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English: Using NASA's Spitzer Space Telescope, astronomers have found a likely solution to a centuries-old riddle of the night sky. Every 27 years, a bright star called Epsilon Aurigae fades over period of two years, then brightens. Although amateur and professional astronomers have observed the system extensively, the nature of both the bright star and the companion object that periodically eclipses it have remained unclear. The companion is known to be surrounded by a dusty disk, as illustrated in this artist's concept. Data from Spitzer finally seems to have solved the riddle. Spitzer's infra-red vision revealed the size of the dusty disk that swirls around the companion object. When astronomers plugged this data into a model of the system, they were able to rule out the theory that the main bright star is a super-giant. Instead, it is a bright star with a lot less mass. The new model also holds that the companion object is a so-called "B star" circled by a dusty disk.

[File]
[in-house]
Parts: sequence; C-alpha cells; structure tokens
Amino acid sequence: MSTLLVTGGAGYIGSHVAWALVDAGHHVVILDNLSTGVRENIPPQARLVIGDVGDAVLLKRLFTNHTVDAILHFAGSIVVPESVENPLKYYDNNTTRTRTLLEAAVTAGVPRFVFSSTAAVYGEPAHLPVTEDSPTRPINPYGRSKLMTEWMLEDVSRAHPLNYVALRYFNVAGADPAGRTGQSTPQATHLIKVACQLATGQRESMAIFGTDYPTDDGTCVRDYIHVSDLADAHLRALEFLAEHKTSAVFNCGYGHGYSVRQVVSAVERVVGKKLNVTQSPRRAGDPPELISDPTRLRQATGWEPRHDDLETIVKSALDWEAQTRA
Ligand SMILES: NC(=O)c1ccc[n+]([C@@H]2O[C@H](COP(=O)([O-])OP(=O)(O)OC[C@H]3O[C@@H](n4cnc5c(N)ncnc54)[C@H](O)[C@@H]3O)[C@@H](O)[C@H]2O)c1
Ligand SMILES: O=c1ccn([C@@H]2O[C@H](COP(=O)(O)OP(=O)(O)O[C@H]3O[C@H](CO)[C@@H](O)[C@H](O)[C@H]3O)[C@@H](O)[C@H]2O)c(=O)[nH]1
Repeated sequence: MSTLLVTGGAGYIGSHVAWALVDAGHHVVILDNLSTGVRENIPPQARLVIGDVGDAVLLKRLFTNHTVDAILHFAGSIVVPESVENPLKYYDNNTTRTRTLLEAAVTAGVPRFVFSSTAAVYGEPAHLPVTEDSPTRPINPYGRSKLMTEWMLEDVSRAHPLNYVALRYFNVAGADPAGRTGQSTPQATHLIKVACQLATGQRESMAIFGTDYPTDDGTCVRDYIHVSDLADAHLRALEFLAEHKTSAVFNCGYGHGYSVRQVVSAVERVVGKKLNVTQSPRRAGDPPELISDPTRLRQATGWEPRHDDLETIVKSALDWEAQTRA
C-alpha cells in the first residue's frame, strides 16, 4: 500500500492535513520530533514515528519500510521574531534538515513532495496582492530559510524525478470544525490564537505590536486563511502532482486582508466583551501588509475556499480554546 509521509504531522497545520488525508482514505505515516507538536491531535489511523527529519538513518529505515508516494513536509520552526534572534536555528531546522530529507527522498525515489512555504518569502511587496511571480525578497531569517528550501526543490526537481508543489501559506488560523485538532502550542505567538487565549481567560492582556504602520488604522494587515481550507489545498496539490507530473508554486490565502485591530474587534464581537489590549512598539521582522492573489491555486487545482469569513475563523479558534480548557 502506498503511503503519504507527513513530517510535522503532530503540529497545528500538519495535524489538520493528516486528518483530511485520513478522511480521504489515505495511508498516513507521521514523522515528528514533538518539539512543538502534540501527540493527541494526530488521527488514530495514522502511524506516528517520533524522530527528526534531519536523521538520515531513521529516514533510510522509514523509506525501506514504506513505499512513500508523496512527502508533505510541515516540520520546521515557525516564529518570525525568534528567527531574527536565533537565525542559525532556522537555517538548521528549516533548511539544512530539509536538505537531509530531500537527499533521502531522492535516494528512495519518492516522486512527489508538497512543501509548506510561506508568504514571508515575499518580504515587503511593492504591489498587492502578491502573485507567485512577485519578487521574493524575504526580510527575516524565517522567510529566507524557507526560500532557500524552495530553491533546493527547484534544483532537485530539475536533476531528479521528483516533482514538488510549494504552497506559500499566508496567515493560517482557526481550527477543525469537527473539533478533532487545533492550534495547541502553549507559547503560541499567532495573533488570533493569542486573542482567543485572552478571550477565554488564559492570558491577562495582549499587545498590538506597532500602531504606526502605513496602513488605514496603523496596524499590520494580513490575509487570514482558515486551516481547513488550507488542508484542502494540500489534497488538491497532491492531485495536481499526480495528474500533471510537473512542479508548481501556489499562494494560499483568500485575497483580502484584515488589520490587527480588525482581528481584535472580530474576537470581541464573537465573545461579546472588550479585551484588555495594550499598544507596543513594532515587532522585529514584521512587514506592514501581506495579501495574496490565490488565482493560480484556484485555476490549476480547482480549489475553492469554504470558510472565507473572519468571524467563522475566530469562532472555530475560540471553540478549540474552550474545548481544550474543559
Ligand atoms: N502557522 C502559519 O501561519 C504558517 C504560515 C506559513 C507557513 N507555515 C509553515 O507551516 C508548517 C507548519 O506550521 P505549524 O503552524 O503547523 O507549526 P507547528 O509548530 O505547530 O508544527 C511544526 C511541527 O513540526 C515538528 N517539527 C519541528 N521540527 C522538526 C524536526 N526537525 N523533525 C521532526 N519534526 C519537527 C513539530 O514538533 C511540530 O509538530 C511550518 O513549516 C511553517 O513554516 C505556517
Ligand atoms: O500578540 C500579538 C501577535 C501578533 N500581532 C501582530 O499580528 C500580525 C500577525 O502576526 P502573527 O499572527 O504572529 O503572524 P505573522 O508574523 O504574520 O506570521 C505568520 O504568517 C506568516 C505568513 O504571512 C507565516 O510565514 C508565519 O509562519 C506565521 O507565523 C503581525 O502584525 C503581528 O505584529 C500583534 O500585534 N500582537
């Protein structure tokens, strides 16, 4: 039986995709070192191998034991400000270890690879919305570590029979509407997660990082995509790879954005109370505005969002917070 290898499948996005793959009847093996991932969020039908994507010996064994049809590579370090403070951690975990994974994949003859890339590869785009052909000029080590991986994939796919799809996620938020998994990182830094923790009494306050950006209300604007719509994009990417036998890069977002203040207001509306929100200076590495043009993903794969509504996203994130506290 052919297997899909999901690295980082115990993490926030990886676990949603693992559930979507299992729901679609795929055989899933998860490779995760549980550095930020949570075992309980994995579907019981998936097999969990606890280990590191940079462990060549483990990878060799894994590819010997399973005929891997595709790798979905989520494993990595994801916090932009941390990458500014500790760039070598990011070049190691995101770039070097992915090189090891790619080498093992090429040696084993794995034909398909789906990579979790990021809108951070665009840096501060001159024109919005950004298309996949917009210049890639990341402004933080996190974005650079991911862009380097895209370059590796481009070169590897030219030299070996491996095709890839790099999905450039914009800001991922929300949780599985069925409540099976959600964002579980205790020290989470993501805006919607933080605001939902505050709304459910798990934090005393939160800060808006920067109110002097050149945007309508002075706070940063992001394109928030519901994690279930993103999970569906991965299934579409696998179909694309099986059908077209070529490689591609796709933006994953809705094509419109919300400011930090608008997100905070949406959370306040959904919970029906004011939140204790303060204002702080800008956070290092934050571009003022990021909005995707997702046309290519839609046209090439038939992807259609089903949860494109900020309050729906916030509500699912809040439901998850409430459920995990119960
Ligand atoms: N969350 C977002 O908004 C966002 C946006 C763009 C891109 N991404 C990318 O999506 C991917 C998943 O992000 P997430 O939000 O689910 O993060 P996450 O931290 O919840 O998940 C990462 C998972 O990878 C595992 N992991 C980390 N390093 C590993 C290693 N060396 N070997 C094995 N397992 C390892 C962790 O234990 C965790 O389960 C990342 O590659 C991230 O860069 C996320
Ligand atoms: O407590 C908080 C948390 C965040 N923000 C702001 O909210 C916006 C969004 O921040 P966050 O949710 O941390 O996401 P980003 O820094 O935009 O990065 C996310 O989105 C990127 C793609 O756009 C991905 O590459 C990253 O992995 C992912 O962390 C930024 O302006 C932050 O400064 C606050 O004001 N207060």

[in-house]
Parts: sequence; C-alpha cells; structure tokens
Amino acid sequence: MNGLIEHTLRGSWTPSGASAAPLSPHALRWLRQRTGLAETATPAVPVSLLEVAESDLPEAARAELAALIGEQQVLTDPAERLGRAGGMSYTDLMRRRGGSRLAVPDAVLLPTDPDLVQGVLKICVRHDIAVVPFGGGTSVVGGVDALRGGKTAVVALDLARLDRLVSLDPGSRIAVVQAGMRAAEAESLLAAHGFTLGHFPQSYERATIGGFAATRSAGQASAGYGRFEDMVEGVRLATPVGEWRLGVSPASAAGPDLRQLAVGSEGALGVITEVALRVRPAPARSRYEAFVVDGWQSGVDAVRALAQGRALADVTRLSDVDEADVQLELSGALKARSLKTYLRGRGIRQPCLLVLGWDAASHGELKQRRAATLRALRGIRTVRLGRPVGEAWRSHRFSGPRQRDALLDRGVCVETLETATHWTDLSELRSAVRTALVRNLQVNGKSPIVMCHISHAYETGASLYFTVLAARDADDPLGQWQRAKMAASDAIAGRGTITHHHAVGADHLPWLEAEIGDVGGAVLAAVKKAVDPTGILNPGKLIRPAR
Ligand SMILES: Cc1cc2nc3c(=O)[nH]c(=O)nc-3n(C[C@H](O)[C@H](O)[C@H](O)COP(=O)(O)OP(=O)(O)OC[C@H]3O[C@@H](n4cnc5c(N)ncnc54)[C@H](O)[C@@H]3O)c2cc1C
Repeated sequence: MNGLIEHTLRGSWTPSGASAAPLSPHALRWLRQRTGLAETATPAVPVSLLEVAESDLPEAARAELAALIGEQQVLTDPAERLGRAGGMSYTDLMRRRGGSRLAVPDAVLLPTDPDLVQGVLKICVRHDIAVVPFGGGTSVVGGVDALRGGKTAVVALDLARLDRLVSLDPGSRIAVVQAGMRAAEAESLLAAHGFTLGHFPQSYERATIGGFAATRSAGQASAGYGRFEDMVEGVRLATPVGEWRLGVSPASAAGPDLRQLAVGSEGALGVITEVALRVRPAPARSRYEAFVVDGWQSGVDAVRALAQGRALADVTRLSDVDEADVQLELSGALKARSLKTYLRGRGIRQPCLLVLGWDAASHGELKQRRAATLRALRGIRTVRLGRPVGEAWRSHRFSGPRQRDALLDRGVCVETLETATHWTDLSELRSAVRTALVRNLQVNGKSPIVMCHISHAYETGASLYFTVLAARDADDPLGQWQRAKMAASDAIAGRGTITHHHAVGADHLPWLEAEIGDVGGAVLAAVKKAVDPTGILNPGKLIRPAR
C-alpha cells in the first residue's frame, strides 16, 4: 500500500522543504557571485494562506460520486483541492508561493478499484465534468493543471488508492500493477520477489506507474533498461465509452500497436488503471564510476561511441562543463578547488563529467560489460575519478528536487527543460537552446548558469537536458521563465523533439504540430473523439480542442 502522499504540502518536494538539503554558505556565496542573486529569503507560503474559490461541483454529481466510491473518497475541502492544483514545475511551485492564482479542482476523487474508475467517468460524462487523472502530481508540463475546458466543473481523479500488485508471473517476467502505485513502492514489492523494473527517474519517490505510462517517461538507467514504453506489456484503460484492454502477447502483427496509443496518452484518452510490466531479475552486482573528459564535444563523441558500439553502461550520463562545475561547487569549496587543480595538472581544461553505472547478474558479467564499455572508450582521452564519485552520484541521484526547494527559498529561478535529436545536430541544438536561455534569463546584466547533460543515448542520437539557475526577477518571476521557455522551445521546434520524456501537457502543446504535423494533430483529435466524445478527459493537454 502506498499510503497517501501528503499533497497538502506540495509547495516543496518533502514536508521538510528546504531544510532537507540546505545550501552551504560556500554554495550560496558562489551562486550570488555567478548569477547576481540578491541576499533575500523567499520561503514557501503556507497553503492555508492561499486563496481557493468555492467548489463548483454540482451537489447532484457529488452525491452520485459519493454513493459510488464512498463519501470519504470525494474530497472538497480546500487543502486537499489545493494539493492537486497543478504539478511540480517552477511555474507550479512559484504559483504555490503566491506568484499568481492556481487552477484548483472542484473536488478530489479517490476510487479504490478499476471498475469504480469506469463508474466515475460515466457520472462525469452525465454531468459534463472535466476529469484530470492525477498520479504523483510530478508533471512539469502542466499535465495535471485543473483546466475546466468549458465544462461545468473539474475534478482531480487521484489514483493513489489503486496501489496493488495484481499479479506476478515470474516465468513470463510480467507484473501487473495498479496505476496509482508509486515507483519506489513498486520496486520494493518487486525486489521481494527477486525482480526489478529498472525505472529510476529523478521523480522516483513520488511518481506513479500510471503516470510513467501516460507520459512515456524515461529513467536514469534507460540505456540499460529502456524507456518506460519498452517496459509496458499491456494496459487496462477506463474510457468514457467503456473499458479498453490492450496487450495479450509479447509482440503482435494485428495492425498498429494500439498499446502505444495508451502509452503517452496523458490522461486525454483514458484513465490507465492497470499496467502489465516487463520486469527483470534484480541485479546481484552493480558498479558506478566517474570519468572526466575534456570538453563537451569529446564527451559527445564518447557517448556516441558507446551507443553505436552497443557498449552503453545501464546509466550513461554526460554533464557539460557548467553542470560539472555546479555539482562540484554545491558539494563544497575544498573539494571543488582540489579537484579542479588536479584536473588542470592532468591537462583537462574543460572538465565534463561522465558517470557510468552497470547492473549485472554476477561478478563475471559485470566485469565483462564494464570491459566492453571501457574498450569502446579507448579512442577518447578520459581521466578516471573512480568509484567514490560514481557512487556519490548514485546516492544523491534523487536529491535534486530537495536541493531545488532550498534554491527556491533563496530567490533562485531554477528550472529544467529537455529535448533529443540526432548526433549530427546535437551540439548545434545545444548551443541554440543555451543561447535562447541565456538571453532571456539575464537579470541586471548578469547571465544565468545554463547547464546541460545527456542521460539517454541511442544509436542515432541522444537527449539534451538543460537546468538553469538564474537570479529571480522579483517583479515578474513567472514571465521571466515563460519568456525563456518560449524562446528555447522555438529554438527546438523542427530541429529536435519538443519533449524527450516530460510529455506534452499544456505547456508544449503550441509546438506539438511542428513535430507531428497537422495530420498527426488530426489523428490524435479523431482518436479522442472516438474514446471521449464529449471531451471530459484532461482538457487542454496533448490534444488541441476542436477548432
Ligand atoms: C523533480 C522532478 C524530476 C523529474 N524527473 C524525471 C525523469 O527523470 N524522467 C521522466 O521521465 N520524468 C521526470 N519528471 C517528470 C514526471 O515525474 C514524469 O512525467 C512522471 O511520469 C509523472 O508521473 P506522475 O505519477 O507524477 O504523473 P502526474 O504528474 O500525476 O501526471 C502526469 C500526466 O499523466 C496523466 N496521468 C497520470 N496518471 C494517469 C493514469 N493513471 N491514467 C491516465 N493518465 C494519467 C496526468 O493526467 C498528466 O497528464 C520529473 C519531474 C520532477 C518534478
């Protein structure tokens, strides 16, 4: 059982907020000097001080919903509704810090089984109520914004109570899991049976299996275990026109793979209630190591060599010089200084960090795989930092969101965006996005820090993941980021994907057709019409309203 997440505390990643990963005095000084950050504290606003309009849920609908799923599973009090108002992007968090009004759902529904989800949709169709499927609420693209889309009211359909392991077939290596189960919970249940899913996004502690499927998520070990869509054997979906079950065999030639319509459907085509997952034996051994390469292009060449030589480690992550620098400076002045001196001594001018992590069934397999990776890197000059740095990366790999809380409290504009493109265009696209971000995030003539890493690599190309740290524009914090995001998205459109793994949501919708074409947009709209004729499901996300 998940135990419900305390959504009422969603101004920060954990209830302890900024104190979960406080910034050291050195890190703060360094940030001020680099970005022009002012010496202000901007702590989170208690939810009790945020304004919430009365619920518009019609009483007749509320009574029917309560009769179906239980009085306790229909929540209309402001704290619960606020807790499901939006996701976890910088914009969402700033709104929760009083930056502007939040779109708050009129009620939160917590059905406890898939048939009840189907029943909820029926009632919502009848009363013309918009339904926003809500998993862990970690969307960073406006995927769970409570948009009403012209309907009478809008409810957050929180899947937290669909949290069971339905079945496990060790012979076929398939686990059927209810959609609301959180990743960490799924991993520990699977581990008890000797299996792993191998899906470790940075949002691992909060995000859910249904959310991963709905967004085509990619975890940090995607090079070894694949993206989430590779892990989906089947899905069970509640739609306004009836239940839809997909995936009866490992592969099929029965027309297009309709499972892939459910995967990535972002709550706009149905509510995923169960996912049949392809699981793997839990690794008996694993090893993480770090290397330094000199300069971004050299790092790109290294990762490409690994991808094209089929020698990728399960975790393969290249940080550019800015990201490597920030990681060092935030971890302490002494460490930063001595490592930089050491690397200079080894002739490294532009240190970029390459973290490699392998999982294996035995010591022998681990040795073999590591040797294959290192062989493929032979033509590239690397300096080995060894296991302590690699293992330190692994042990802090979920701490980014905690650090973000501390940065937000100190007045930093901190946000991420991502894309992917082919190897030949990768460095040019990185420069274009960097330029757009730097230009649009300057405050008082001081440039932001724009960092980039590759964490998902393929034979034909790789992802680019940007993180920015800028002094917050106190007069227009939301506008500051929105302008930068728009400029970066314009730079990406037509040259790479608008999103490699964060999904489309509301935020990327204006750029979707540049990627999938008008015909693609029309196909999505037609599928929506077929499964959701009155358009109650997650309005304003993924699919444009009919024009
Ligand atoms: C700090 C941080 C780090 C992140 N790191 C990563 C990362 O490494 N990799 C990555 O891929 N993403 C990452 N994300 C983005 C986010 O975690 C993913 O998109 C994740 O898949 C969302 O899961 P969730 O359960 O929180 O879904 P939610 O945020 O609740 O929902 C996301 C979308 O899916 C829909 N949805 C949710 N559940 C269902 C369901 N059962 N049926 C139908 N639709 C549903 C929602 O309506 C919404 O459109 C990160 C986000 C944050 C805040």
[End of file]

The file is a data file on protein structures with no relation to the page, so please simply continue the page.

|Date||3 February 2010|
|Source||NASA Image of the Day|
|This file is in the public domain because it was created by NASA. NASA copyright policy states that "NASA material is not protected by copyright unless noted". (See Template:PD-USGov, NASA copyright policy page or JPL Image Use Policy.)
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